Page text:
Waititi took offense after National Party leader Judith Collins pressed Prime Minister Jacinda Ardern about the government’s plan to introduce a separate health service for indigenous people. The initiative has been billed as an attempt to improve the quality of medical care for the Maori community. Debate over the controversial changes has raged for several weeks, with Collins accusing the government of promoting a “separatist agenda” that was being introduced “by stealth.”The Maori politician interrupted Collins as she questioned the prime minister, asking House Speaker Trevor Mallard to note the “racist propaganda and rhetoric” aimed at indigenous people. He argued that views on indigenous rights should only come from members of the Maori community, adding that non-indigenous people should stay in their lane. “If we find this attitude acceptable in this House, the constant barrage of insults to tangata whenua, then I find this House in disrepute,” he said, using the Maori term for indigenous people. Mallard then called for order, adding that Waititi’s microphone had been turned off. It was then that Waititi launched into a Haka, a ceremonial dance of the Maori that can be used to issue a challenge. Dressed in a pink blazer and wearing a cowboy hat, the politician planted himself in front of his desk as he began to loudly chant. The frustrated House speaker then ordered the MP to leave the chamber. Waititi later told the media that Collins was “bashing” the Maori in order to gain the votes of her non-indigenous constituents. This isn’t the first time that Waititi has caused a ruckus in parliament. He was ejected from the House in February for not wearing a necktie. He defended his decision by claiming that the garment was a “colonial noose,” choosing instead to wear a traditional Maori necklace. New Zealand’s parliament later scrubbed the tie requirement from its dress code.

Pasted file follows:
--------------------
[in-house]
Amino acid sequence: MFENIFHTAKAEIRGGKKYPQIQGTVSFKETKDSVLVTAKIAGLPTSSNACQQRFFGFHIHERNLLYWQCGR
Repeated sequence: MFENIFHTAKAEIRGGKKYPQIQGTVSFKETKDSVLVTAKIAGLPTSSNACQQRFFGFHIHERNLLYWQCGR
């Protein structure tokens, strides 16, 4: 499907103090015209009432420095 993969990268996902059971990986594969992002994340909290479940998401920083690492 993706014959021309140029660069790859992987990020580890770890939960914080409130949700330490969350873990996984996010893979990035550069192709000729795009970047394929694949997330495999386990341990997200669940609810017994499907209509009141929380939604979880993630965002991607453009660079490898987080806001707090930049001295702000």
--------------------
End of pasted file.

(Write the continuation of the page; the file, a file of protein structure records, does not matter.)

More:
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Commuters walk along the Thames Path in view of Tower Bridge in London, U.K., on Monday, Dec. 14, 2020.Hollie Adams | Bloomberg via Getty ImagesLONDON — The U.K. economy contracted by 1.5% in the first quarter of 2021 as nationwide lockdown measures continued to weigh on activity, preliminary estimates revealed on Wednesday.Economists polled by Reuters had expected GDP to shrink by 1.7%, with stringent restrictions having been in place throughout the first three months of the year as the country tried to contain spiraling Covid-19 cases.However, with lockdown measures now being phased out and the economy reopening, the country is expected to see a sharp rebound for the remainder of the year.The International Monetary Fund expects U.K. GDP to grow 5.3% in 2021, partially recovering from last year when the economy saw its largest annual contraction since the Great Frost of 1709.Prime Minister Boris Johnson announced Monday that the next stage of lockdown easing will go ahead as planned on May 17, with international travel permitted in most circumstances and hospitality venues allowed to welcome customers indoors, a lifeline for the country’s dominant services industry.The economy grew 2.1% month-on-month in March, slightly exceeding expectations, and the level of GDP now sits 8.7% below its pre-pandemic level at the end of 2019, according to the Office for National Statistics. On a year-on-year basis, GDP shrank by 6.1% in the first quarter.Both services and production output contracted over the first quarter, but construction output grew.